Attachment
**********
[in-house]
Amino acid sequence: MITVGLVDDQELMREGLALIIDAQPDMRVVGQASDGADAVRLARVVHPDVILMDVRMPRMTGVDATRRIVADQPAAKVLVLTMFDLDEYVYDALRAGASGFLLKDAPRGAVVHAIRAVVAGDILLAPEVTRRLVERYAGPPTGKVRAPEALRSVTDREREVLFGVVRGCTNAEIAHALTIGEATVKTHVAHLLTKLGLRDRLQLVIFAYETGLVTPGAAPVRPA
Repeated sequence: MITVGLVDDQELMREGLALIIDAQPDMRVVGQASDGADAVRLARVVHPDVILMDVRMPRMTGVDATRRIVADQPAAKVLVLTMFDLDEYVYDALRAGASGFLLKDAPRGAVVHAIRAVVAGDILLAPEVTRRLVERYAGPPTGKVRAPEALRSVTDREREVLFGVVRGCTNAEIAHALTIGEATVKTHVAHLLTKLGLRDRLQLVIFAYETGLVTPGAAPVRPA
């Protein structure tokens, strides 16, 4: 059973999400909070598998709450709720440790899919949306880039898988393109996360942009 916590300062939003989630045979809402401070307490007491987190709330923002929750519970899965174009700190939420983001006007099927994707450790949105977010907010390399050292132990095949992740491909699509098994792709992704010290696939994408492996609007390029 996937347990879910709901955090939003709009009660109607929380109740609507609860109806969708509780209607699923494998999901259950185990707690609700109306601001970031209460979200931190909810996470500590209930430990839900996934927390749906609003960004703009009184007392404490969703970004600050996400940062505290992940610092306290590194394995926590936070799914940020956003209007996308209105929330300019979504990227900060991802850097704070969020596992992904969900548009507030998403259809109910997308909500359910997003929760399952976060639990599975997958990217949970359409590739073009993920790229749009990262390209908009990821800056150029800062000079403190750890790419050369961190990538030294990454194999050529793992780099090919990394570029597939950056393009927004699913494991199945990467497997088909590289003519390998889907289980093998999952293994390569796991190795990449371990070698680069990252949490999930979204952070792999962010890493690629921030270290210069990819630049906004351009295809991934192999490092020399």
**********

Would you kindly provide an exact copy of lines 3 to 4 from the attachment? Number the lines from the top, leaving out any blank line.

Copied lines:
Repeated sequence: MITVGLVDDQELMREGLALIIDAQPDMRVVGQASDGADAVRLARVVHPDVILMDVRMPRMTGVDATRRIVADQPAAKVLVLTMFDLDEYVYDALRAGASGFLLKDAPRGAVVHAIRAVVAGDILLAPEVTRRLVERYAGPPTGKVRAPEALRSVTDREREVLFGVVRGCTNAEIAHALTIGEATVKTHVAHLLTKLGLRDRLQLVIFAYETGLVTPGAAPVRPA
């Protein structure tokens, strides 16, 4: 059973999400909070598998709450709720440790899919949306880039898988393109996360942009 916590300062939003989630045979809402401070307490007491987190709330923002929750519970899965174009700190939420983001006007099927994707450790949105977010907010390399050292132990095949992740491909699509098994792709992704010290696939994408492996609007390029 996937347990879910709901955090939003709009009660109607929380109740609507609860109806969708509780209607699923494998999901259950185990707690609700109306601001970031209460979200931190909810996470500590209930430990839900996934927390749906609003960004703009009184007392404490969703970004600050996400940062505290992940610092306290590194394995926590936070799914940020956003209007996308209105929330300019979504990227900060991802850097704070969020596992992904969900548009507030998403259809109910997308909500359910997003929760399952976060639990599975997958990217949970359409590739073009993920790229749009990262390209908009990821800056150029800062000079403190750890790419050369961190990538030294990454194999050529793992780099090919990394570029597939950056393009927004699913494991199945990467497997088909590289003519390998889907289980093998999952293994390569796991190795990449371990070698680069990252949490999930979204952070792999962010890493690629921030270290210069990819630049906004351009295809991934192999490092020399």